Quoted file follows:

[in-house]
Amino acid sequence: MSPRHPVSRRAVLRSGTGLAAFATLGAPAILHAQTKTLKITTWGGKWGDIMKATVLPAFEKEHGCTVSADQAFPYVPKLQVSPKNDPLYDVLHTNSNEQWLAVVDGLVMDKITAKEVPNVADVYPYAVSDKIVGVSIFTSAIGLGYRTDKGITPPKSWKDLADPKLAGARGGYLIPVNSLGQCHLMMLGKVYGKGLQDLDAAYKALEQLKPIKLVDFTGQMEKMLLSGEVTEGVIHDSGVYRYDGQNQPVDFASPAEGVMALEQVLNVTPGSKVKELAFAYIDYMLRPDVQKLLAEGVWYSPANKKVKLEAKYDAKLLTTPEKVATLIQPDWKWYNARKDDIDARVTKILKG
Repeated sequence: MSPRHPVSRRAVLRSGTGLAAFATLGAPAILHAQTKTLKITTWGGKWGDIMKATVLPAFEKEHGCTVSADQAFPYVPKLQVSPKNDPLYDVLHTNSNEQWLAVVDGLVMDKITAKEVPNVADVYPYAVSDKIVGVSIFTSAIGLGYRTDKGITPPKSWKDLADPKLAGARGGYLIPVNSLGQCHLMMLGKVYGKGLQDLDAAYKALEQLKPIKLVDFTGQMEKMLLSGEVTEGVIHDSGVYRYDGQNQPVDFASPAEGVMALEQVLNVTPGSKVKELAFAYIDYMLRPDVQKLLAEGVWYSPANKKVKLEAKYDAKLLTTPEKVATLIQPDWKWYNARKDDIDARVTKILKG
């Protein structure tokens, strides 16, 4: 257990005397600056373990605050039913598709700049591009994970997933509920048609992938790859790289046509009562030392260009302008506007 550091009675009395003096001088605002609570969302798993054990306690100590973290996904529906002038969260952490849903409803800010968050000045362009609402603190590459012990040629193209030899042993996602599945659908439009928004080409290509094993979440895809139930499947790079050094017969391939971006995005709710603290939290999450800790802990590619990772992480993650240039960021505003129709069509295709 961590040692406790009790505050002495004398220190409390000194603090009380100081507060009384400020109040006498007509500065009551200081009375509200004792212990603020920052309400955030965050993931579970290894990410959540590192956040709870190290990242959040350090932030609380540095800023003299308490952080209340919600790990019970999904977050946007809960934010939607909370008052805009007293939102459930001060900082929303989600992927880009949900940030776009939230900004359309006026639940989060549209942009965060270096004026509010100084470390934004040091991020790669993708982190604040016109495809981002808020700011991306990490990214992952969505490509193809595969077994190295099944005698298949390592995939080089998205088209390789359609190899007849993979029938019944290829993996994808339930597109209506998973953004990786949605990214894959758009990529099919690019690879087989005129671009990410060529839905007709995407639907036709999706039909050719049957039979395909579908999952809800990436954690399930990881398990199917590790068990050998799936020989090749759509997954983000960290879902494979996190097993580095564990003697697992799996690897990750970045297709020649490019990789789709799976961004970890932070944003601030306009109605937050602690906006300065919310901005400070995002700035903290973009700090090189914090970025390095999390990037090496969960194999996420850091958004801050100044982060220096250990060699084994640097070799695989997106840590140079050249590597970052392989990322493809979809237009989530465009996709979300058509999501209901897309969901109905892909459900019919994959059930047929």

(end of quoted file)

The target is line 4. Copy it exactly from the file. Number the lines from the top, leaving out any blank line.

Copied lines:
């Protein structure tokens, strides 16, 4: 257990005397600056373990605050039913598709700049591009994970997933509920048609992938790859790289046509009562030392260009302008506007 550091009675009395003096001088605002609570969302798993054990306690100590973290996904529906002038969260952490849903409803800010968050000045362009609402603190590459012990040629193209030899042993996602599945659908439009928004080409290509094993979440895809139930499947790079050094017969391939971006995005709710603290939290999450800790802990590619990772992480993650240039960021505003129709069509295709 961590040692406790009790505050002495004398220190409390000194603090009380100081507060009384400020109040006498007509500065009551200081009375509200004792212990603020920052309400955030965050993931579970290894990410959540590192956040709870190290990242959040350090932030609380540095800023003299308490952080209340919600790990019970999904977050946007809960934010939607909370008052805009007293939102459930001060900082929303989600992927880009949900940030776009939230900004359309006026639940989060549209942009965060270096004026509010100084470390934004040091991020790669993708982190604040016109495809981002808020700011991306990490990214992952969505490509193809595969077994190295099944005698298949390592995939080089998205088209390789359609190899007849993979029938019944290829993996994808339930597109209506998973953004990786949605990214894959758009990529099919690019690879087989005129671009990410060529839905007709995407639907036709999706039909050719049957039979395909579908999952809800990436954690399930990881398990199917590790068990050998799936020989090749759509997954983000960290879902494979996190097993580095564990003697697992799996690897990750970045297709020649490019990789789709799976961004970890932070944003601030306009109605937050602690906006300065919310901005400070995002700035903290973009700090090189914090970025390095999390990037090496969960194999996420850091958004801050100044982060220096250990060699084994640097070799695989997106840590140079050249590597970052392989990322493809979809237009989530465009996709979300058509999501209901897309969901109905892909459900019919994959059930047929």